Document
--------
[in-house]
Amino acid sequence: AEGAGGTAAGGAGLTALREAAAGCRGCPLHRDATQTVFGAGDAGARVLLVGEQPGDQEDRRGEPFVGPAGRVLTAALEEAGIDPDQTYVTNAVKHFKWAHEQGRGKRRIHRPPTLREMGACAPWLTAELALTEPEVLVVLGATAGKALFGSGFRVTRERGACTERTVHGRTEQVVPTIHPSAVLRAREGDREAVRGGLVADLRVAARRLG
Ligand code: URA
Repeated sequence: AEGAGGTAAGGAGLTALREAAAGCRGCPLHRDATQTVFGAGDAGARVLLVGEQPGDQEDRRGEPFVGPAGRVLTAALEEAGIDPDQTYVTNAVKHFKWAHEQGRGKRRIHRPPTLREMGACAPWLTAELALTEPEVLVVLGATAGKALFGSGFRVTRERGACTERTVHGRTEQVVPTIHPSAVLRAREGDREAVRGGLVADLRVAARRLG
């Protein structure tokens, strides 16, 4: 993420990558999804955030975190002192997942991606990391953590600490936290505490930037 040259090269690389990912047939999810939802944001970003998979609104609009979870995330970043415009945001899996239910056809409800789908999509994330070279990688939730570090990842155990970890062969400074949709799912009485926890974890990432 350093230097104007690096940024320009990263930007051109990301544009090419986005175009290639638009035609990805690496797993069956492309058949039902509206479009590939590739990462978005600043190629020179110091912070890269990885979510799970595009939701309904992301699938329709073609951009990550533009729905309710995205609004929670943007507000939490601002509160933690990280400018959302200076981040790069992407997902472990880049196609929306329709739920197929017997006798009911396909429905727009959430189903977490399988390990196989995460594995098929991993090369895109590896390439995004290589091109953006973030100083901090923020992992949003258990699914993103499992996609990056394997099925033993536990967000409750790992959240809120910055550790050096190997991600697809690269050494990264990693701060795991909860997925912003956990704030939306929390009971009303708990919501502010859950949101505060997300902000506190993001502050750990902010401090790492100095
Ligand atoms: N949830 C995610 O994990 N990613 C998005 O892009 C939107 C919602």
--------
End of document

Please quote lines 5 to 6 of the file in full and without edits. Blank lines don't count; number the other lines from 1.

């Protein structure tokens, strides 16, 4: 993420990558999804955030975190002192997942991606990391953590600490936290505490930037 040259090269690389990912047939999810939802944001970003998979609104609009979870995330970043415009945001899996239910056809409800789908999509994330070279990688939730570090990842155990970890062969400074949709799912009485926890974890990432 350093230097104007690096940024320009990263930007051109990301544009090419986005175009290639638009035609990805690496797993069956492309058949039902509206479009590939590739990462978005600043190629020179110091912070890269990885979510799970595009939701309904992301699938329709073609951009990550533009729905309710995205609004929670943007507000939490601002509160933690990280400018959302200076981040790069992407997902472990880049196609929306329709739920197929017997006798009911396909429905727009959430189903977490399988390990196989995460594995098929991993090369895109590896390439995004290589091109953006973030100083901090923020992992949003258990699914993103499992996609990056394997099925033993536990967000409750790992959240809120910055550790050096190997991600697809690269050494990264990693701060795991909860997925912003956990704030939306929390009971009303708990919501502010859950949101505060997300902000506190993001502050750990902010401090790492100095
Ligand atoms: N949830 C995610 O994990 N990613 C998005 O892009 C939107 C919602």